Cardiovascular Reactivity to and Recovery from Laboratory Tasks in Low and High Worry Women

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Virginia Tech

Anxiety and its cognitive component of worry have been related to exaggerated cardiovascular reactivity and delayed recovery to laboratory stressors, and to increased risk of cardiovascular disease. Previous research on the anxiety-cardiovascular system relationship, including data from Knepp and Friedman (2008), are included to support this project. Two experiments were completed during the course of this study. The first consisted of two peripheral-based body positioning tasks. The second experiment used an active versus passive sympathetic stress task paradigm (mental arithmetic, hand cold pressor). Subjects were nonsmokers free of cardiovascular and neurological disease. Trait worry was examined through the Penn State Worry Questionnaire (PSWQ). Blood pressure recordings and cardiac recordings through ECG and ICG were done in each experiment during seven epochs: an anticipatory baseline with three baselines preceding and three recovery periods following each task. Repeated measures analysis was run on all cardiovascular measures. In the first experiment, high worriers had worsened blood pressure reactivity to task. The second experiment found that high worriers had increased stroke volume across all epochs. There were mixed findings in the studies relating to subjects acclimated to the laboratory experience. Future directions of research relating anxiety, worry, and cardiovascular risk factors are discussed.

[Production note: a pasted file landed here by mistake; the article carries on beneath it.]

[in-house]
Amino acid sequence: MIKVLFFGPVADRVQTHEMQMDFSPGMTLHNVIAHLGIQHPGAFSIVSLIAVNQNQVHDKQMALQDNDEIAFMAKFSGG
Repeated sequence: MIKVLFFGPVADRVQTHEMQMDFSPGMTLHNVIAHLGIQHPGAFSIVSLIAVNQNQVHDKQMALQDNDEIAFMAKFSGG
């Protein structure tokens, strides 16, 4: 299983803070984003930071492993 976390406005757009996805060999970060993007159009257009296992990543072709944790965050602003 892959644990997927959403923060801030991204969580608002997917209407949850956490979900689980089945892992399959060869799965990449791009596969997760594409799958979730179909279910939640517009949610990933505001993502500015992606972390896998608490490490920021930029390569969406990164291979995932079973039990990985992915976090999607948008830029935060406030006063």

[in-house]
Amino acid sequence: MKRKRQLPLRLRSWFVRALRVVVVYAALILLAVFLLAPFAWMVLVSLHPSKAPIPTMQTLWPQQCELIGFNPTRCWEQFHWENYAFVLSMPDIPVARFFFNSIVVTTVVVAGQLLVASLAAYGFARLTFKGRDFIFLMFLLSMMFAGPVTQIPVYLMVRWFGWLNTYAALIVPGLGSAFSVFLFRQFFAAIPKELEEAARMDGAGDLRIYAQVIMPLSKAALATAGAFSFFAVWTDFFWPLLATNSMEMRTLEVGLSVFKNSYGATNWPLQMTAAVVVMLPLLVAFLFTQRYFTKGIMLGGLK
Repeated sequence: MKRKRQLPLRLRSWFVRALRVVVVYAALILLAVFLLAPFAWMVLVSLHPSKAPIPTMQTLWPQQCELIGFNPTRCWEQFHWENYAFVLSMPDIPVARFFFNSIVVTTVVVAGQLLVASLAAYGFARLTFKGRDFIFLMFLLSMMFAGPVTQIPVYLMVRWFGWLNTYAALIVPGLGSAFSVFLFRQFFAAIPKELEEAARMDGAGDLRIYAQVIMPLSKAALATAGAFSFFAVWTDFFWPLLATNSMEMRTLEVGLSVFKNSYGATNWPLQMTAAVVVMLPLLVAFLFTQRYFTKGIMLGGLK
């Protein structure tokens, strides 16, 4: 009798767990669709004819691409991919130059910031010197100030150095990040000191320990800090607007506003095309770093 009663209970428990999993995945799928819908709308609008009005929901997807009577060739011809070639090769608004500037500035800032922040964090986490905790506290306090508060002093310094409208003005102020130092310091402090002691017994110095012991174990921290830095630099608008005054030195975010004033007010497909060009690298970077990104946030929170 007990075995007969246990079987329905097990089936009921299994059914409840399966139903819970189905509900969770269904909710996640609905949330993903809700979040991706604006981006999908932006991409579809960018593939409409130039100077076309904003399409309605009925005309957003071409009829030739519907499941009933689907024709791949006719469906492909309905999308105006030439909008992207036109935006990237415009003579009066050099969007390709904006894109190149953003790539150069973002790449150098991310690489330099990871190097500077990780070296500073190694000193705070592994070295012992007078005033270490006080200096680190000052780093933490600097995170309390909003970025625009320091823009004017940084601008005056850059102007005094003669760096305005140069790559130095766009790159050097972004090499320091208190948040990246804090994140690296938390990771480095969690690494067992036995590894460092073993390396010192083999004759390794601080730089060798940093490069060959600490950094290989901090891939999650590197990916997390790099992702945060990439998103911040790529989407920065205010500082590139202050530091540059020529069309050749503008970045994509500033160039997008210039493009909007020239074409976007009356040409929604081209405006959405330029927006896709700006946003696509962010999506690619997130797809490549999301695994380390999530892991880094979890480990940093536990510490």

Autonomic, Blood Pressure, Heart Rate Variability, Worry